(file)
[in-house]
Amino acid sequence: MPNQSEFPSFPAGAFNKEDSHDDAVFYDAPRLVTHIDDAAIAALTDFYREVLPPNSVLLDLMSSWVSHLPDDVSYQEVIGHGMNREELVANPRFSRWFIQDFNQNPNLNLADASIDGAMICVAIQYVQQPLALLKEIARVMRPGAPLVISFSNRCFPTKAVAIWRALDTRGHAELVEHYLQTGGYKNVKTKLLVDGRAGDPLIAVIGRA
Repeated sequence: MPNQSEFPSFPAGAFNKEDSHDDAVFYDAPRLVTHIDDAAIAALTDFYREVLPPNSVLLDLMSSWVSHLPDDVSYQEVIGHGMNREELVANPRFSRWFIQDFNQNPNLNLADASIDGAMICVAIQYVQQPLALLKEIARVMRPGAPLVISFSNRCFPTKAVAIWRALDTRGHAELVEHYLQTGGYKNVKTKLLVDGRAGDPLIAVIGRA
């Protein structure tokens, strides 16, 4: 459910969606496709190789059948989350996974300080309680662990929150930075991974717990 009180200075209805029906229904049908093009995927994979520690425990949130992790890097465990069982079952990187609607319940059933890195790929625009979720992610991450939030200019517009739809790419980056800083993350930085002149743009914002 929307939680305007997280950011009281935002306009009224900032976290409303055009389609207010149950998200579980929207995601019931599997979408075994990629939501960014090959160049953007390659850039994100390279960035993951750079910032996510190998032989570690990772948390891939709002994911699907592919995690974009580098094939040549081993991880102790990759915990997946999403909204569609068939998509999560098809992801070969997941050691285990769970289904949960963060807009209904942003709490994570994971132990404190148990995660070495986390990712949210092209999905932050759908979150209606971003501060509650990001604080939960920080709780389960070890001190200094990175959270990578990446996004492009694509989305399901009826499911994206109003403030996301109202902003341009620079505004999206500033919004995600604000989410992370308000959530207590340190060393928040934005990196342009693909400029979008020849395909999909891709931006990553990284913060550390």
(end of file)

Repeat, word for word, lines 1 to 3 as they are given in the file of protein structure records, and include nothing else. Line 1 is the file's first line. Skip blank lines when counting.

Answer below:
[in-house]
Amino acid sequence: MPNQSEFPSFPAGAFNKEDSHDDAVFYDAPRLVTHIDDAAIAALTDFYREVLPPNSVLLDLMSSWVSHLPDDVSYQEVIGHGMNREELVANPRFSRWFIQDFNQNPNLNLADASIDGAMICVAIQYVQQPLALLKEIARVMRPGAPLVISFSNRCFPTKAVAIWRALDTRGHAELVEHYLQTGGYKNVKTKLLVDGRAGDPLIAVIGRA
Repeated sequence: MPNQSEFPSFPAGAFNKEDSHDDAVFYDAPRLVTHIDDAAIAALTDFYREVLPPNSVLLDLMSSWVSHLPDDVSYQEVIGHGMNREELVANPRFSRWFIQDFNQNPNLNLADASIDGAMICVAIQYVQQPLALLKEIARVMRPGAPLVISFSNRCFPTKAVAIWRALDTRGHAELVEHYLQTGGYKNVKTKLLVDGRAGDPLIAVIGRA